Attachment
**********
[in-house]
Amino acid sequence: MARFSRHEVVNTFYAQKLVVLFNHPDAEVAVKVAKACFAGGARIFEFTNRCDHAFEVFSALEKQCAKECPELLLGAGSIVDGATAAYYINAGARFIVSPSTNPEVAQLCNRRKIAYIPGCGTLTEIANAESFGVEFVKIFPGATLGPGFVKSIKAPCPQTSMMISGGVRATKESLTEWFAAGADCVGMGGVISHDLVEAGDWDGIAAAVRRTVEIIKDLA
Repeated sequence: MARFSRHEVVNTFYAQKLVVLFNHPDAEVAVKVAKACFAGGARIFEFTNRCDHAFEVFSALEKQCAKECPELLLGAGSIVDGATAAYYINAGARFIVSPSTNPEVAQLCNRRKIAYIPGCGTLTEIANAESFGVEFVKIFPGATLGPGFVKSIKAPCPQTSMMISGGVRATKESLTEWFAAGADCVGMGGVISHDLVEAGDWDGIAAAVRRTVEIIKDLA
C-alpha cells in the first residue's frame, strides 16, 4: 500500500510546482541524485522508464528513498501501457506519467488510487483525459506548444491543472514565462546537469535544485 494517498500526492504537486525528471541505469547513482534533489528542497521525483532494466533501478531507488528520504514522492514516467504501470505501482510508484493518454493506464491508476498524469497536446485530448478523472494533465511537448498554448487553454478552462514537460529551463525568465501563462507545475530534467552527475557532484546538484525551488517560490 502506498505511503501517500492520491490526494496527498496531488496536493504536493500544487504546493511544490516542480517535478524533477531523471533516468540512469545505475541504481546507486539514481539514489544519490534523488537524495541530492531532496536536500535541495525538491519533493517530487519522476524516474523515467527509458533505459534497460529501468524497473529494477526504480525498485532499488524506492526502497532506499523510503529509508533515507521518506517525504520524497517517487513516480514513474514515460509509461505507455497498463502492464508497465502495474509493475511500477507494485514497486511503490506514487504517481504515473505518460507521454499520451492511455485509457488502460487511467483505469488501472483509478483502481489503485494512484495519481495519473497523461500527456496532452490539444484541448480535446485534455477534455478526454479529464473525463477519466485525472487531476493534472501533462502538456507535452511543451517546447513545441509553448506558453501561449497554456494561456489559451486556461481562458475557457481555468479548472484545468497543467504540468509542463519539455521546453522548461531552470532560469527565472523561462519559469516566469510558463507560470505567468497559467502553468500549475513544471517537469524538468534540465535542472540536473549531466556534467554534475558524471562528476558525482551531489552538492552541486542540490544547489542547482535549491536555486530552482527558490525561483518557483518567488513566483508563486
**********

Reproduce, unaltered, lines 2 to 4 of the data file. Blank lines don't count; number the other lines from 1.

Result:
Amino acid sequence: MARFSRHEVVNTFYAQKLVVLFNHPDAEVAVKVAKACFAGGARIFEFTNRCDHAFEVFSALEKQCAKECPELLLGAGSIVDGATAAYYINAGARFIVSPSTNPEVAQLCNRRKIAYIPGCGTLTEIANAESFGVEFVKIFPGATLGPGFVKSIKAPCPQTSMMISGGVRATKESLTEWFAAGADCVGMGGVISHDLVEAGDWDGIAAAVRRTVEIIKDLA
Repeated sequence: MARFSRHEVVNTFYAQKLVVLFNHPDAEVAVKVAKACFAGGARIFEFTNRCDHAFEVFSALEKQCAKECPELLLGAGSIVDGATAAYYINAGARFIVSPSTNPEVAQLCNRRKIAYIPGCGTLTEIANAESFGVEFVKIFPGATLGPGFVKSIKAPCPQTSMMISGGVRATKESLTEWFAAGADCVGMGGVISHDLVEAGDWDGIAAAVRRTVEIIKDLA
C-alpha cells in the first residue's frame, strides 16, 4: 500500500510546482541524485522508464528513498501501457506519467488510487483525459506548444491543472514565462546537469535544485 494517498500526492504537486525528471541505469547513482534533489528542497521525483532494466533501478531507488528520504514522492514516467504501470505501482510508484493518454493506464491508476498524469497536446485530448478523472494533465511537448498554448487553454478552462514537460529551463525568465501563462507545475530534467552527475557532484546538484525551488517560490 502506498505511503501517500492520491490526494496527498496531488496536493504536493500544487504546493511544490516542480517535478524533477531523471533516468540512469545505475541504481546507486539514481539514489544519490534523488537524495541530492531532496536536500535541495525538491519533493517530487519522476524516474523515467527509458533505459534497460529501468524497473529494477526504480525498485532499488524506492526502497532506499523510503529509508533515507521518506517525504520524497517517487513516480514513474514515460509509461505507455497498463502492464508497465502495474509493475511500477507494485514497486511503490506514487504517481504515473505518460507521454499520451492511455485509457488502460487511467483505469488501472483509478483502481489503485494512484495519481495519473497523461500527456496532452490539444484541448480535446485534455477534455478526454479529464473525463477519466485525472487531476493534472501533462502538456507535452511543451517546447513545441509553448506558453501561449497554456494561456489559451486556461481562458475557457481555468479548472484545468497543467504540468509542463519539455521546453522548461531552470532560469527565472523561462519559469516566469510558463507560470505567468497559467502553468500549475513544471517537469524538468534540465535542472540536473549531466556534467554534475558524471562528476558525482551531489552538492552541486542540490544547489542547482535549491536555486530552482527558490525561483518557483518567488513566483508563486